Biman’s 50-year journey: Bumpy all along
Despite a robust fleet of 21 modern aircraft, Biman remains a losing concern due to a lack of planning and poor service delivery, said aviation experts.
The absence of planning ahead left many of its new aircraft underutilised and substandard services shrank its market shares over the years, they said.
Since its inception in 1972, the national flag carrier lost money in most of the fiscal years.
Biman made Tk 133 crore profit in 2020-21 (as of Dec 2020) and reported a loss of Tk 81.13 crore in 2019-20 fiscal year, according to Bangladesh Economic Review.
It owes over Tk 1,000 crore to different organisations and pays annual instalments of around Tk 250 crore for the new planes, according to aviation experts.
"Biman's profit actually cannot be called profit as the airline owes several hundred crores to Civil Aviation Authority of Bangladesh and Bangladesh Petroleum Corporation," Kazi Wahidul Alam, an aviation expert, told The Daily Star.
He also said Biman was not transparent with its financial statement.
It currently flies to 19 international destinations, most of which are short- or medium-haul. It had flights to 29 international destinations -- from New York in the west to Tokyo in the east and major European cities -- with fewer planes in its fleet, according to Biman insiders.
Since 2006, Biman gradually stopped serving around 10 destinations, including New York, Frankfurt, Rome, Tokyo, Brussels, Amsterdam and Libya, largely due to financial problems, shortage of modern planes, and routes becoming not viable.
After becoming a public limited company in 2007, Biman, to bolster its fleet, has been on a shopping spree since 2008 and spent around Tk 19,020 crore on new planes.
Despite having air service agreements with 42 countries, Biman failed to fly to new destinations or serve those it stopped serving, said Wahidul.
Even though it has a huge captive market and loyal passengers, Biman's market share has reduced 20 percent in recent years due to poor service, mismanagement, improper planning and marketing policy, and absence of professionals, he said.
He said over the 50 years, Biman could not directly recruit 50 professionals due to government interference. "Lack of experts and professionals left Biman in a nosedive and its world is gradually shrinking," he added.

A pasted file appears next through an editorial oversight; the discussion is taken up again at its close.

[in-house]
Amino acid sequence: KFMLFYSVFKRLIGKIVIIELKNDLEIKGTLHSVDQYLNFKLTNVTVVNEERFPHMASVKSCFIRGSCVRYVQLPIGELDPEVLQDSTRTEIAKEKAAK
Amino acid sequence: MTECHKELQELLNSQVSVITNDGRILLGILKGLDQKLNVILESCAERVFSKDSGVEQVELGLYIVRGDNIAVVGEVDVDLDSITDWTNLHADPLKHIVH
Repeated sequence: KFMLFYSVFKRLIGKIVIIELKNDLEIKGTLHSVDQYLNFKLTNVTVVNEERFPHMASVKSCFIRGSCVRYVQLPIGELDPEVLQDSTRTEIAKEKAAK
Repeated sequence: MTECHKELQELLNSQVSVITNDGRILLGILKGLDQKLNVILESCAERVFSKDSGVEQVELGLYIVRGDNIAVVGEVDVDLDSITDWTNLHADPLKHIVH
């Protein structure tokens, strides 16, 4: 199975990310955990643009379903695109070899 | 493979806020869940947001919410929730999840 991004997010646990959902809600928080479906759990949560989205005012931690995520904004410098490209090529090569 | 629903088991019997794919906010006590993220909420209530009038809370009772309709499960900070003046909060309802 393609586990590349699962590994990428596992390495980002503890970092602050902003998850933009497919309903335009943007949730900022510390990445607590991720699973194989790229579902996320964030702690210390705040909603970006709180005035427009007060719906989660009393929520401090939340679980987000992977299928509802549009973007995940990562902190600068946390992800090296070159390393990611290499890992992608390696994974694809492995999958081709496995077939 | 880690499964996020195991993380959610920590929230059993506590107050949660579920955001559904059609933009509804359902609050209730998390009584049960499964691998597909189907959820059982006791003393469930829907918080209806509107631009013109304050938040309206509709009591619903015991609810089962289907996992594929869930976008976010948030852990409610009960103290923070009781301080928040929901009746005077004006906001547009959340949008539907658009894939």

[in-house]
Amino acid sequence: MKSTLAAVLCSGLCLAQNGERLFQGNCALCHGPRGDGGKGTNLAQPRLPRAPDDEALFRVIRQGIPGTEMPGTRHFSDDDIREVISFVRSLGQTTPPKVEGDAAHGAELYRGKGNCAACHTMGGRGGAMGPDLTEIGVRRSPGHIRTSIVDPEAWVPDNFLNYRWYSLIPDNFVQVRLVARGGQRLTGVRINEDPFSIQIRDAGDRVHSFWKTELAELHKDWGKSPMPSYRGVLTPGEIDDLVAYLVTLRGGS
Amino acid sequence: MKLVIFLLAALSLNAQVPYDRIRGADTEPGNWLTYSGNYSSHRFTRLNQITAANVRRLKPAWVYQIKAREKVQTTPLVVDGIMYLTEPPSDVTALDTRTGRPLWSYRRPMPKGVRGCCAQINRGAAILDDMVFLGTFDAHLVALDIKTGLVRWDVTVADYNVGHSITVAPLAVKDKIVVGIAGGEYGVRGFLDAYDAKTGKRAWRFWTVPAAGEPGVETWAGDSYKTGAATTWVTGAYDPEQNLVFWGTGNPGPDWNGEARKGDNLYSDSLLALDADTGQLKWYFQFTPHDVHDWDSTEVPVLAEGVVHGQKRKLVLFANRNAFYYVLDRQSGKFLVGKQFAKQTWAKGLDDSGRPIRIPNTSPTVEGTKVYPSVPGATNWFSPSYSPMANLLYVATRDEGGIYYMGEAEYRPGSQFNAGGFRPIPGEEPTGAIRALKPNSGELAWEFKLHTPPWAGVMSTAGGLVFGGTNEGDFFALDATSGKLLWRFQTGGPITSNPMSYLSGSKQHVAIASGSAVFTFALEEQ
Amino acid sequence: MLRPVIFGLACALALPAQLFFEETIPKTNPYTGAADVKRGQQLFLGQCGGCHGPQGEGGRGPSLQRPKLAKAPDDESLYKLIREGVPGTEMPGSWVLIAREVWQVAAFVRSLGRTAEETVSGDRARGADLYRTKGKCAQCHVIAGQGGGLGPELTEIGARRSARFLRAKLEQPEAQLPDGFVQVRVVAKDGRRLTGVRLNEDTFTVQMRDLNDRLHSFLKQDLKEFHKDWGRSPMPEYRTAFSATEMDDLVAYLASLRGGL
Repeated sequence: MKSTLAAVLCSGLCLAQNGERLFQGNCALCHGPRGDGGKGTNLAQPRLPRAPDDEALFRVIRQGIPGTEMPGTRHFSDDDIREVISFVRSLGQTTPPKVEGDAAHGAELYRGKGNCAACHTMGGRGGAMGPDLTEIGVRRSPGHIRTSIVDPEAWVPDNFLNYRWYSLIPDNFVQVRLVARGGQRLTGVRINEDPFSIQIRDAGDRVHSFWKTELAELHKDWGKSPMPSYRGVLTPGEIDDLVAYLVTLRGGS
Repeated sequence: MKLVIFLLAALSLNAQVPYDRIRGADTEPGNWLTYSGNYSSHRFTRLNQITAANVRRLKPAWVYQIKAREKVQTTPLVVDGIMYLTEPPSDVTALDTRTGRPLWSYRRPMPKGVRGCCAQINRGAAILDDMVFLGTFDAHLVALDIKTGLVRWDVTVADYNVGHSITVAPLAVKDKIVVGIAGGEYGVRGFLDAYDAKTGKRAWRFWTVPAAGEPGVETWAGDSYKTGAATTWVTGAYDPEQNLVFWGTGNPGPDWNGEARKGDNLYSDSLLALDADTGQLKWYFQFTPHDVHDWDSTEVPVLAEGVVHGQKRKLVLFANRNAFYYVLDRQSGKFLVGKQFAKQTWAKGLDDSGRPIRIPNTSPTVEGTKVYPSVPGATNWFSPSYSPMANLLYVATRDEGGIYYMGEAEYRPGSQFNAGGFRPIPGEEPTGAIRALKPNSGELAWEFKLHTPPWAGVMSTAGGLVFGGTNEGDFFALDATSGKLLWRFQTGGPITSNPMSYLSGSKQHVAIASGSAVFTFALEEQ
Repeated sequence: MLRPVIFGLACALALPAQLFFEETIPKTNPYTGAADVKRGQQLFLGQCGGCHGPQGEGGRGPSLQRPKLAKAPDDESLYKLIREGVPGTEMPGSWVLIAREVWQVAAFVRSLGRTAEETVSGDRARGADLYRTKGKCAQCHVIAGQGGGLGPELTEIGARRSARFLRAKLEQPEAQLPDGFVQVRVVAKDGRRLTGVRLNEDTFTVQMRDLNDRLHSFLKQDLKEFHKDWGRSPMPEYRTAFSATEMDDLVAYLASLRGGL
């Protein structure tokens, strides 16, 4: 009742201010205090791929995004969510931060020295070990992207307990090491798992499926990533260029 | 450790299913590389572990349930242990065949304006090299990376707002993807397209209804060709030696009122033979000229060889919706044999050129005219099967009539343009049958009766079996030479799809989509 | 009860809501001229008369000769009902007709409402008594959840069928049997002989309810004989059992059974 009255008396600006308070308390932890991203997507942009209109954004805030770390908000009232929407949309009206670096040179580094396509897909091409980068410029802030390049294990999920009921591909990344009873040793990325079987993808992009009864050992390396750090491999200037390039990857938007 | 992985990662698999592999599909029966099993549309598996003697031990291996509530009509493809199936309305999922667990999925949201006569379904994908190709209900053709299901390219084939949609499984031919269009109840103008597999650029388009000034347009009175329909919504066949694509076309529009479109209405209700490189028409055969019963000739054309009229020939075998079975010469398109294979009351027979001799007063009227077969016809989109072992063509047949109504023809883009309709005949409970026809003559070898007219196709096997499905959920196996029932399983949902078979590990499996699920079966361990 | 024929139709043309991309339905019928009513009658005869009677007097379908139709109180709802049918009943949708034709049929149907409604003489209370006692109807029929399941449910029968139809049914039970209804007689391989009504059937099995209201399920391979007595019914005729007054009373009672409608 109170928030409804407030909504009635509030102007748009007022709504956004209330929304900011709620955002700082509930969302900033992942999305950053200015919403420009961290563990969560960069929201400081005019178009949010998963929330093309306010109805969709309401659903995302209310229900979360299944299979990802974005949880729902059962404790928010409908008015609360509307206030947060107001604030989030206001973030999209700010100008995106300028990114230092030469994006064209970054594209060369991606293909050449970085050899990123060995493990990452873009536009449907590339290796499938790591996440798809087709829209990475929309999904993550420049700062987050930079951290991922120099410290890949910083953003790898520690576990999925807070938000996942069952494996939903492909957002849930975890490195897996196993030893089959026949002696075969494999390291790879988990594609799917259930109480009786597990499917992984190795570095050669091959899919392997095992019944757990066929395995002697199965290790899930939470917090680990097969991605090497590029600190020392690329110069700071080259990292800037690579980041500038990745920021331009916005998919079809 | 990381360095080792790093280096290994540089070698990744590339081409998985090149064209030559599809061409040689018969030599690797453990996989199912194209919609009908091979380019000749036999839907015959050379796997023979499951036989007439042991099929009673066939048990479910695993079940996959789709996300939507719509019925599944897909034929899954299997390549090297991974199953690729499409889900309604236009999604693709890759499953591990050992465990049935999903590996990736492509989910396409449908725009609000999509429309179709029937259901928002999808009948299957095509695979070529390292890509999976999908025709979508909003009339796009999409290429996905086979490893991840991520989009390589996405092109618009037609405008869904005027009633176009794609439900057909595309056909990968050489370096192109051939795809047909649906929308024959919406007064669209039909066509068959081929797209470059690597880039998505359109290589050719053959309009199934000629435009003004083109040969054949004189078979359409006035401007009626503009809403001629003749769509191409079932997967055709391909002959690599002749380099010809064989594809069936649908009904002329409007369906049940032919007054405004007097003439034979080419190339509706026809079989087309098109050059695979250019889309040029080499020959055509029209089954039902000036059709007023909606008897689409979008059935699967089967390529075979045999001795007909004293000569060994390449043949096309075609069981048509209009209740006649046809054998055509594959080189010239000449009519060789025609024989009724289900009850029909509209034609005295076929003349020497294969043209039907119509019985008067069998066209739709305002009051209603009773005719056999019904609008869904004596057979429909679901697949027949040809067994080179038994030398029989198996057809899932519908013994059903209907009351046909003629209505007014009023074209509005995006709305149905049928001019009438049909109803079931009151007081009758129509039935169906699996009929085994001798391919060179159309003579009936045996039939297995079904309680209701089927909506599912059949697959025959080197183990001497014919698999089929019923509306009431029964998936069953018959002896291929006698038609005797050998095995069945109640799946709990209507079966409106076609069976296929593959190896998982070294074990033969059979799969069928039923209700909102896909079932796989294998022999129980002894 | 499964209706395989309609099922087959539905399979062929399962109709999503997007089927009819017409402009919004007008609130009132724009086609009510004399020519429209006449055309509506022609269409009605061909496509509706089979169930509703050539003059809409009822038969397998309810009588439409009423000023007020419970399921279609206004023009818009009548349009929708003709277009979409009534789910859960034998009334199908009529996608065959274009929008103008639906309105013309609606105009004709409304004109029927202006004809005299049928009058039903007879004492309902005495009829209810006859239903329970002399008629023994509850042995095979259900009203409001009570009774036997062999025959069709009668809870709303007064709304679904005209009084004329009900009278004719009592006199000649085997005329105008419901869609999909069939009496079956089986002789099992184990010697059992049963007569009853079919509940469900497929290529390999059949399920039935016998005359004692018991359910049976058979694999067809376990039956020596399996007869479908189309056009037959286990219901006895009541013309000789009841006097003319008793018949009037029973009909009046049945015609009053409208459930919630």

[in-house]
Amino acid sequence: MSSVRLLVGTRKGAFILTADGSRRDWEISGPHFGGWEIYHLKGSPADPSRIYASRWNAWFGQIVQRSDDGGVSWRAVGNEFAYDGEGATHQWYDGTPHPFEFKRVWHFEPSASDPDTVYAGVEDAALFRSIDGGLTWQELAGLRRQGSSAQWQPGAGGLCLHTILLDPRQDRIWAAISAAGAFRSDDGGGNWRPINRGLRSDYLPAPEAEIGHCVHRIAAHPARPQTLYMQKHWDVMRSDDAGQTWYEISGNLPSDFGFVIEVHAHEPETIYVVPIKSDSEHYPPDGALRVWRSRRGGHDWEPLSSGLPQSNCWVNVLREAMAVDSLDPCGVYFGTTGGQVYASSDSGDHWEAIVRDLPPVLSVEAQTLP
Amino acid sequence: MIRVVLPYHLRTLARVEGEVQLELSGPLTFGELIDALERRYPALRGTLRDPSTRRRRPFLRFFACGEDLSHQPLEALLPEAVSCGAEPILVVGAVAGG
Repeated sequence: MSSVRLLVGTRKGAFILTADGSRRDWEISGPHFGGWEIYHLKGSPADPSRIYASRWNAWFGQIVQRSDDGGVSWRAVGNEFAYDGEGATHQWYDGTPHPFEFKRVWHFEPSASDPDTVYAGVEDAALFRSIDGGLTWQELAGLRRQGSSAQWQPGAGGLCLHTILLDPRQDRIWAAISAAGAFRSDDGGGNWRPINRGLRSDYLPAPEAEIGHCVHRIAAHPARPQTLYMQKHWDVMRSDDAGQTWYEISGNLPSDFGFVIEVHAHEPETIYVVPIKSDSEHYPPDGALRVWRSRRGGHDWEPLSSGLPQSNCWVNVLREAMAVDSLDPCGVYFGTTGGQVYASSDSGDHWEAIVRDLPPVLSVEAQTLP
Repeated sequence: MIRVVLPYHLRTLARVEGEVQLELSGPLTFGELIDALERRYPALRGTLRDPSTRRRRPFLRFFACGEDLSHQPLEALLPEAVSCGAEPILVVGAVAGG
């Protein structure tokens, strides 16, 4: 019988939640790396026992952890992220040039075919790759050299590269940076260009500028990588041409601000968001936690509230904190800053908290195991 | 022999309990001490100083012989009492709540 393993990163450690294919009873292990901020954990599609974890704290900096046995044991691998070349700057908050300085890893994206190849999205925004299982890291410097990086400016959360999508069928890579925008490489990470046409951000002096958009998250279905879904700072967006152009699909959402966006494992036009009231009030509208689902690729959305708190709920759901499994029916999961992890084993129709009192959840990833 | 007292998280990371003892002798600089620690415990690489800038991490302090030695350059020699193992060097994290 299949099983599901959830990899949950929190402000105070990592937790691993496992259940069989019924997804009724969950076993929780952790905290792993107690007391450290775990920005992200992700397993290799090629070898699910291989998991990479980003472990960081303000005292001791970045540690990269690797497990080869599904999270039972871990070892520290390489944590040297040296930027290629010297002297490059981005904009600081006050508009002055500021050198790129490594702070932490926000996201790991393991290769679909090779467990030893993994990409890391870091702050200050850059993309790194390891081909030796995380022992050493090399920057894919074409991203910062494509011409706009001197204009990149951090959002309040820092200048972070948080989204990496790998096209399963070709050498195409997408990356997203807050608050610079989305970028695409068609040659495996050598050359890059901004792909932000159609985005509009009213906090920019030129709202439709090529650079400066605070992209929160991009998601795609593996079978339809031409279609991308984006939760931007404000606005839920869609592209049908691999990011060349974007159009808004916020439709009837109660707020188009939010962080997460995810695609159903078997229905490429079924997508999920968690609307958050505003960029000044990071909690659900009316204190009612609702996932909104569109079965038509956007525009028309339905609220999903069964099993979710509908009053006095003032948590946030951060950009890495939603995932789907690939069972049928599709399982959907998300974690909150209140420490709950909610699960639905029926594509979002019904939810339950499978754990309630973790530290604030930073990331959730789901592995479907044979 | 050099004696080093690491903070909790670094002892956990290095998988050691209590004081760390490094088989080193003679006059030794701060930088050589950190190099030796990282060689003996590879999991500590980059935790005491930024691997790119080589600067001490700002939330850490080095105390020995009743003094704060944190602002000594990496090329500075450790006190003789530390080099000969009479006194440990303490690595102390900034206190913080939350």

A senior pilot, also a leader of Bangladesh Airlines' Pilot Association (Bapa), said it was unfortunate that Biman could not make a proper fleet plan to optimally use its modern aircraft.
For example, he said, "Biman is using Boeing 787-8s, a remarkable long-haul aircraft, on short-haul routes, including Dhaka-Singapore and Dhaka-Malaysia, which is nothing but bad planning."
He said the Boeing 787-8s can fly 14 to 15 hours at a stretch and is best suited for distant cities like New York, Toronto, or Tokyo.
Talking to The Daily Star, chairman, Biman Board of Directors, Sajjadul Hassan admitted that Biman could not achieve its target in the last 50 years.
"Passenger service quality did not reach the desired level due to various reasons," he added.
Speaking at a programme at the Biman's headquarters in Kurmitola in late November, he even said Biman's quality of service remains the same as before.
Former MD and CEO of Biman, MA Momen said there was no reason for Biman's inability to serve properly and survive in the market.
Biman MD and CEO Abu Saleh Mostafa Kamal said manpower shortage was the reason for Biman not flying to new destinations and serving passengers properly. He mentioned a shortage of pilots and cabin crew members.
Acknowledging passengers' allegations on the poor quality of service, he said, "Despite our limitations, we are sincerely trying to serve our valued passengers properly … ."
Biman started its commercial operations on February 4, 1972, with a single DC-3 aircraft.
It now has 21 aircraft -- four Boeing 777-300 ERs, four Boeing 787-8s, two Boeing 787-9s, six Boeing 737-800, and five De Havilland Canada DHC-8 Q400.